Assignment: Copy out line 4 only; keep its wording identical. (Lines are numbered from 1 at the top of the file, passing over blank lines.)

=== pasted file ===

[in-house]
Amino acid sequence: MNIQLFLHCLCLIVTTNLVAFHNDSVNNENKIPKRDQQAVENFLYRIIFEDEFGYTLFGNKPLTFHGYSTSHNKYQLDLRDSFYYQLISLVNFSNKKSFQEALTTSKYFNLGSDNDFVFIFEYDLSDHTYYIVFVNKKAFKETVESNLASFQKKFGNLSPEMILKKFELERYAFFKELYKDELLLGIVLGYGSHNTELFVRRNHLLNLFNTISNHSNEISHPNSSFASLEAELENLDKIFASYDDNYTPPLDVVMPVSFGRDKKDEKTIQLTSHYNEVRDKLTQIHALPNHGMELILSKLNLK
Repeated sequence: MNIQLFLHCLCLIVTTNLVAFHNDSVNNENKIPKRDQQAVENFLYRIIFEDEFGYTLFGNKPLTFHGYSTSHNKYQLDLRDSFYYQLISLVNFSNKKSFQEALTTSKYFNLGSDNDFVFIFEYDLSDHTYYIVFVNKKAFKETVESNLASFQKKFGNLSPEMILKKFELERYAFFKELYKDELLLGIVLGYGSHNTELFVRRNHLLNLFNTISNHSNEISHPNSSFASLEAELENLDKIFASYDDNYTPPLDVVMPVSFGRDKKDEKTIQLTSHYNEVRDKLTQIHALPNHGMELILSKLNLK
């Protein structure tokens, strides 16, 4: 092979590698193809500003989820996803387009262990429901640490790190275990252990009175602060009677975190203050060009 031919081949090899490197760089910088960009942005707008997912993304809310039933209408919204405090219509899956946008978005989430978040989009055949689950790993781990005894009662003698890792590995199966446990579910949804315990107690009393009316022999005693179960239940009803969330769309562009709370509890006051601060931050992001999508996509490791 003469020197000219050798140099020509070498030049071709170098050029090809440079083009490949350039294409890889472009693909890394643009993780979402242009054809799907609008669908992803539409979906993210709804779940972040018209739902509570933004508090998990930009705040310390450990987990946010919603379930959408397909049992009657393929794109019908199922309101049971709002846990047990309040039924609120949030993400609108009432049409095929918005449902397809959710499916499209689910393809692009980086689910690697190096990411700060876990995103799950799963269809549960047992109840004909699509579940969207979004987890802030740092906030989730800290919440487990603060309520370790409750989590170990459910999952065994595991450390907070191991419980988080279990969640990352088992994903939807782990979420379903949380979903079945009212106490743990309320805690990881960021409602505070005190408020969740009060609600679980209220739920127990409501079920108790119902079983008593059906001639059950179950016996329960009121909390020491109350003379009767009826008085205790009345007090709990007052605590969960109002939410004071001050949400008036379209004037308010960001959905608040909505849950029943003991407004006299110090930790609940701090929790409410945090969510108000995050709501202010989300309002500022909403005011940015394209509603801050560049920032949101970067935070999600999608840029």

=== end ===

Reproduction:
């Protein structure tokens, strides 16, 4: 092979590698193809500003989820996803387009262990429901640490790190275990252990009175602060009677975190203050060009 031919081949090899490197760089910088960009942005707008997912993304809310039933209408919204405090219509899956946008978005989430978040989009055949689950790993781990005894009662003698890792590995199966446990579910949804315990107690009393009316022999005693179960239940009803969330769309562009709370509890006051601060931050992001999508996509490791 003469020197000219050798140099020509070498030049071709170098050029090809440079083009490949350039294409890889472009693909890394643009993780979402242009054809799907609008669908992803539409979906993210709804779940972040018209739902509570933004508090998990930009705040310390450990987990946010919603379930959408397909049992009657393929794109019908199922309101049971709002846990047990309040039924609120949030993400609108009432049409095929918005449902397809959710499916499209689910393809692009980086689910690697190096990411700060876990995103799950799963269809549960047992109840004909699509579940969207979004987890802030740092906030989730800290919440487990603060309520370790409750989590170990459910999952065994595991450390907070191991419980988080279990969640990352088992994903939807782990979420379903949380979903079945009212106490743990309320805690990881960021409602505070005190408020969740009060609600679980209220739920127990409501079920108790119902079983008593059906001639059950179950016996329960009121909390020491109350003379009767009826008085205790009345007090709990007052605590969960109002939410004071001050949400008036379209004037308010960001959905608040909505849950029943003991407004006299110090930790609940701090929790409410945090969510108000995050709501202010989300309002500022909403005011940015394209509603801050560049920032949101970067935070999600999608840029």